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Book Review: Leviathan Wakes (Expanse #1), by James S. A. Corey

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Book Review: Leviathan Wakes (Expanse #1), by James S. A. Corey

A trio of amateur heroines battle an evil, lawsuit-happy science-fiction cult in the first novel in the Neitherlands series.

Book Review: Leviathan Wakes (Expanse #1), by James S. A. Corey

Leviathan Wakes cover art

Leviathan Wakes
The Expanse, #1
by James S. A. Corey
June 02, 2011
Review rating 4/5

I like my sci-fi light.

I’m usually cautious when it comes to sci-fi. I’ve never had a bad experience with it – in fact, one of my favorite novels (The City and the Stars by Arthur C. Clarke) belongs square to that genre. However, I’m always afraid I’ll one day grab a sci-fi book and find instead of a novel a manual on how a warp drive spaceship is supposed to work. You all know the type: Sci-fi so hard the story becomes accessory to the author’s ideas for future technology.

Luckily, Leviathan Wakes (which I had on my to-read list since 2012 or so) isn’t one of those books. In fact, there’s little in the way of technical explanations here, the authors instead giving us an adventure through this future view of the solar system from the point of view of two opposite, yet quite alike characters. Rather than focusing on action, Leviathan Wakes meddles more on what makes each character tick, to the point of having one of them develop an unhealthy, borderline absurd and potentially dangerous obsession with a woman he’s never met.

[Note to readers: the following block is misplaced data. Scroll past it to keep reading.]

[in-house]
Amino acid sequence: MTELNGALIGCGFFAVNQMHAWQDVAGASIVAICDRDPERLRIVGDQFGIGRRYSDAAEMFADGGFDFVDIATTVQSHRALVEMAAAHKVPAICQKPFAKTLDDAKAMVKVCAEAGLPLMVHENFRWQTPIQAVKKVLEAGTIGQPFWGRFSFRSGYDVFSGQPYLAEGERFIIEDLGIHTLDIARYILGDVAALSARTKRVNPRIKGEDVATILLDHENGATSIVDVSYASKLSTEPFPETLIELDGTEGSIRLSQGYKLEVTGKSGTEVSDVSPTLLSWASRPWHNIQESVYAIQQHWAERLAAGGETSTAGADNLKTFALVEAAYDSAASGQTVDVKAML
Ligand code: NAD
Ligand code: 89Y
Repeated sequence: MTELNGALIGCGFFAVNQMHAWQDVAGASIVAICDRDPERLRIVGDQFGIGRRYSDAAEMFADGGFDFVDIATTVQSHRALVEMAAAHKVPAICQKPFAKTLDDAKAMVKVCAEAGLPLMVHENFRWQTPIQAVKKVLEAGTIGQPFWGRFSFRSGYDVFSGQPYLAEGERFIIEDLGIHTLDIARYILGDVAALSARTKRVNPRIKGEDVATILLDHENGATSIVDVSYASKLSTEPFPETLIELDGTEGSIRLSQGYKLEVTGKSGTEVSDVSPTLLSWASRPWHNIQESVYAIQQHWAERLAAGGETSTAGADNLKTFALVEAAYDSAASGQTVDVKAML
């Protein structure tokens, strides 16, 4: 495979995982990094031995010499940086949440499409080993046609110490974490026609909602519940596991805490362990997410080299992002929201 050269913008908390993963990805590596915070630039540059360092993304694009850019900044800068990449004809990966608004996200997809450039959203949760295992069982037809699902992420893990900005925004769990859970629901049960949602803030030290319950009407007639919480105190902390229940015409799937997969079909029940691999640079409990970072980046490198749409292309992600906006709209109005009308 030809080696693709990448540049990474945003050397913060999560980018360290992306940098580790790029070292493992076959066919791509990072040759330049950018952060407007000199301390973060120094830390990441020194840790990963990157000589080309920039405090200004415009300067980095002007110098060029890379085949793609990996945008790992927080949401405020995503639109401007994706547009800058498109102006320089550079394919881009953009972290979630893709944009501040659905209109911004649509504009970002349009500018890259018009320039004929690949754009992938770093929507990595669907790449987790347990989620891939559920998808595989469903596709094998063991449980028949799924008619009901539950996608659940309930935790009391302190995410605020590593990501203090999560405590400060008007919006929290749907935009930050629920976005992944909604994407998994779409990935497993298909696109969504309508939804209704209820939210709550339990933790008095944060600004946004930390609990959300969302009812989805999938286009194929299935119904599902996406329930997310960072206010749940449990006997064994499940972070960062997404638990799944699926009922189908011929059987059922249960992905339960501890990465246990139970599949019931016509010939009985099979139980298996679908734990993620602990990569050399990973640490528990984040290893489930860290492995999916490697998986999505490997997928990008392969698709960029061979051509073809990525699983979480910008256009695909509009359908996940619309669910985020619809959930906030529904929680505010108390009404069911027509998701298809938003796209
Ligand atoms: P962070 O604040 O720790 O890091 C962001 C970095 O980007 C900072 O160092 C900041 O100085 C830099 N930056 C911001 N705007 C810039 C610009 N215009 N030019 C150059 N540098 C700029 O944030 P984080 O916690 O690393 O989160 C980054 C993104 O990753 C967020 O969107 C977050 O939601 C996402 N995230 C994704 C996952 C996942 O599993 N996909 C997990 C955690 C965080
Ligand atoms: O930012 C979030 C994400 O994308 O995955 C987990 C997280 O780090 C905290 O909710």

Well, it would be dangerous weren’t the woman dead, I guess. What I mean here is, this is very much a space opera. It has actions scenes, but those are few (thankfully, as I tend to get lost and lose interest during those) and in most cases short enough and to the point. Leviathan Wakes is, instead, a mystery novel loaded with adventure and political intricacies, where the plot twists in ways so unexpected I found myself changing the sub-genre of the book constantly as I read through it.

I’m finally done and I can’t say much more about this book’s genre other than sci-fi and space opera, because honestly there’s quite a mishmash of usually separate genres here. The good news is: It works well. The characters are nothing to call home about, some of the choices they make can seem absurd, and at times it’s difficult to tell both main characters apart, but despite this the authors weave a story that holds your interest all the way through (even through every.single.genre.twist.) In the end, Leviathan Wakes is a book that, while hardly a life-changer, is very much worth a read.

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